How did you make the leap from “hey, we don’t have a protest” to “hey, I should host this thing”? Were you afraid to tie your name to it?
We started off by spreading around a little screenshot that my sister had typed up in her Notes app, saying ‘Protest in front of Cupertino sheriff’s office. June 6th. 4 p.m. Wear masks. Be safe, be peaceful.’ Initially, we were a little afraid to tie our names to it, just because of the climate and the frankly ridiculous way that the police were responding to peaceful protests across the country. We spread this around in the hopes that it would be a natural, organic gathering, but people started asking us questions about the authenticity of the protest. We realized there were a lot of fake protests going around, often spread by white supremacist groups.
Over the course of a day and a half, we decided that if we wanted to do this, we needed to take charge properly. That’s when we reached out to our other organizers, and from there we were entrenched in it. I personally am happy we did it and put our names out there because that’s what using our privilege means. We are at less risk having our names tied to this than if a black person were to organize this, and in that sense, it was really important for us to be the ones receiving the questions and pushback because we have the privilege to not be fearing for our lives.
Did you work with the Cupertino city police while planning the protest?
Not at all. It was really important for us to not get a permit from the city police, to not work with them at all, because that’s so against everything that we were protesting. It would feel disingenuous to cooperate. I was contacted by them; they asked if there was anything they could do, or if they could block off the roads. I politely declined.
We were able to say what we needed to say with no antagonism on both sides.
A lot of members in our community on sites like Nextdoor were very vocal about their worry for local businesses and the possibility of looting in response to this protest. What would you say to that?
The negativity on Nextdoor really just proves my point that this protest was so necessary in our community, but I want to separate the misinformation from the negativity. At the end of the day, to the people who were fighting so fiercely against a movement like this, I would say, ‘You need to examine why you’re so incensed about this protest and not the fact that black people are being murdered every day. Have some perspective.’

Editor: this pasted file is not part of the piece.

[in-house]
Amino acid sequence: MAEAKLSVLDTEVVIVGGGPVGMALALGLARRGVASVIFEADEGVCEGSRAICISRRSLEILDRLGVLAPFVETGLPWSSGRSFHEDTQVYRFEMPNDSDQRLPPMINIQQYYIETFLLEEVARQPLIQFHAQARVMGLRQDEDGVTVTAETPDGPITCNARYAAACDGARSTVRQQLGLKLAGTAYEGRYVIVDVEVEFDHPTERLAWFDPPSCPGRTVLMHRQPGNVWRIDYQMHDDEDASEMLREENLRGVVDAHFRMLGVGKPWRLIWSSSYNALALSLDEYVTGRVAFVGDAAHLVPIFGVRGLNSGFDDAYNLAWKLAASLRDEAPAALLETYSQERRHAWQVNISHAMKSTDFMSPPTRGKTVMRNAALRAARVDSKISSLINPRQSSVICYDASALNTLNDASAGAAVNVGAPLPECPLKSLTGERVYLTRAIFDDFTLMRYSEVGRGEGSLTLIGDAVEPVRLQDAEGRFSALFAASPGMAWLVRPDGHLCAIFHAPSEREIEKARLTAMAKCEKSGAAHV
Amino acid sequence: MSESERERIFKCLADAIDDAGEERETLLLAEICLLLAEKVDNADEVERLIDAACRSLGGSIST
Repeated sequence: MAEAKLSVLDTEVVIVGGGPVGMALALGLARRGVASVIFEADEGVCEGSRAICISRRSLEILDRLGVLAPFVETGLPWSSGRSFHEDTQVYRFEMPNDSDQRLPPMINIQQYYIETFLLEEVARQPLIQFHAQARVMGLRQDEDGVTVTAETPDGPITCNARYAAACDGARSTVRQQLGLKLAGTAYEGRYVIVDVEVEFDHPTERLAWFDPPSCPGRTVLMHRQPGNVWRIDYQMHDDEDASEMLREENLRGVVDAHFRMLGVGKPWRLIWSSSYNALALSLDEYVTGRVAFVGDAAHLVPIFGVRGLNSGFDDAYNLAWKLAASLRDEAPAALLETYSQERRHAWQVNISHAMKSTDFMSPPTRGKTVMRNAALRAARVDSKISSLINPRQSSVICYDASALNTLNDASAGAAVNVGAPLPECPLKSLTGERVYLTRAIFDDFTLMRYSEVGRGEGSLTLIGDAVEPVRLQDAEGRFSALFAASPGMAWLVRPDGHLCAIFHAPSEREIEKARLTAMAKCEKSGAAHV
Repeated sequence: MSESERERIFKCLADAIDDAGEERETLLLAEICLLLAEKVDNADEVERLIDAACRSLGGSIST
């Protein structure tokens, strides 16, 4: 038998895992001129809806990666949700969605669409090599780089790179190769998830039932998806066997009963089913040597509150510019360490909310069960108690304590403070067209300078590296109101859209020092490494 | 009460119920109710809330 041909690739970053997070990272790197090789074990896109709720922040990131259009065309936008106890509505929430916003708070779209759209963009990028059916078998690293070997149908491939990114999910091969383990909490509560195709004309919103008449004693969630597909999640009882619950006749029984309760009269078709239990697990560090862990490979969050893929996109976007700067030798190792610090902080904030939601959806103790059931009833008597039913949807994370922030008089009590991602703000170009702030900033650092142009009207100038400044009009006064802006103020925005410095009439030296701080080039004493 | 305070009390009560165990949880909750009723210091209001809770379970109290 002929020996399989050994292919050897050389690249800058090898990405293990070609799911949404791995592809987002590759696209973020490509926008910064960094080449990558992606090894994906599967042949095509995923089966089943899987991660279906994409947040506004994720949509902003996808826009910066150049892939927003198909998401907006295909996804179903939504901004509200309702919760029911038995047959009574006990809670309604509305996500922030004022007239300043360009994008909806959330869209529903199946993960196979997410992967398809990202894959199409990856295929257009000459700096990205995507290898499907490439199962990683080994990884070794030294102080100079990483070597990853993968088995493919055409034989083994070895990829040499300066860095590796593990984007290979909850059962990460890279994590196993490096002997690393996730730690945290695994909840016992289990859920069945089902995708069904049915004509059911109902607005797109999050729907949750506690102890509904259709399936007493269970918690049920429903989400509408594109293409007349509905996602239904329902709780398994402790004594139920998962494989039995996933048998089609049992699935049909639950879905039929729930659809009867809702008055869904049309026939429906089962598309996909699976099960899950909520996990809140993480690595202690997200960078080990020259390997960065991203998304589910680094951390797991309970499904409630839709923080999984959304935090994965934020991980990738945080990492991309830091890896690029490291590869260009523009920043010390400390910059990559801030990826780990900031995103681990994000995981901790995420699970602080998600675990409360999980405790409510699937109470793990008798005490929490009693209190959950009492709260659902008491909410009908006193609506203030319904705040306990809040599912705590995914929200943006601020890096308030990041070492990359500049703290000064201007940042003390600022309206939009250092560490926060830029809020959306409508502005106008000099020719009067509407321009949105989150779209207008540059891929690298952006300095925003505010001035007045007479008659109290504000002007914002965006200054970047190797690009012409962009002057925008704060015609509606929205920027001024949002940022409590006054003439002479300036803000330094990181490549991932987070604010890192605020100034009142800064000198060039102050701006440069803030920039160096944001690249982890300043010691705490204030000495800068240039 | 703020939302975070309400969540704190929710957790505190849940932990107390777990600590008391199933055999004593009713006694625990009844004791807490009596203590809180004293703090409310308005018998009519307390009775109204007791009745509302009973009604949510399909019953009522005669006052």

We shouldn’t be telling black people how to protest; that’s not our place. Saying things like, ‘That kind of stuff doesn’t happen here,’ or ‘Don’t bring this into our community,’ well, why isn’t it already here? Why aren’t we already talking about Black Lives Matter?
Before marching to the sheriff’s office, the Cupertino protestors listened to speeches given by black community members. Tell me about the impact of these speeches.
We were blown away by the speakers — they were so powerful. It was good to hear from them and contextualize why we were there, because there was an air of, “Oh, we haven’t been out since quarantine.” It was helpful to ground people: this was not a block party, it was not a parade. It was the folks who live in and around our community who are telling us about their daily lives and we needed to sit and listen.
We had a pair of brothers who went to high school with me giving speeches, and one of my friends’ aunts, who is a mom of two black boys and has spoken at many protests. Her words were very powerful. There was a 14-year-old girl who was just so hopeless and so sad about the state of the world, and that was heartbreaking. She really didn’t see any solution; she had just kind of accepted that this was her life and her place in the world. As allies, the movement has no place for our hopelessness, but to see it from a young black girl was heartbreaking.
Now that the protest is over, do you have any final reflections or thoughts you’d like to share?
We were not expecting that many people. We planned for 300, maybe. Instead, somewhere between 1,500 and 2,000 showed up. It was very powerful to see the community come out. I wasn’t expecting this of Cupertino. I think that this is a very, very tiny first step in a long, long journey, and we need to keep this momentum going. We need to keep having these conversations. We all have a sphere of influence and a set of friends and family that value our words. If each of us can extend this awareness and commitment to being good allies, it can spread far. It’s up to each of us individually to call out family members, have those tough conversations, donate, sign petitions, and be active allies. We can’t just let this die down in a couple of weeks.
I don’t know if I or any of my fellow organizers have plans of organizing another big event like this, but I’m open to it. But at this point, I think it’s up to each individual person to carry the movement forward.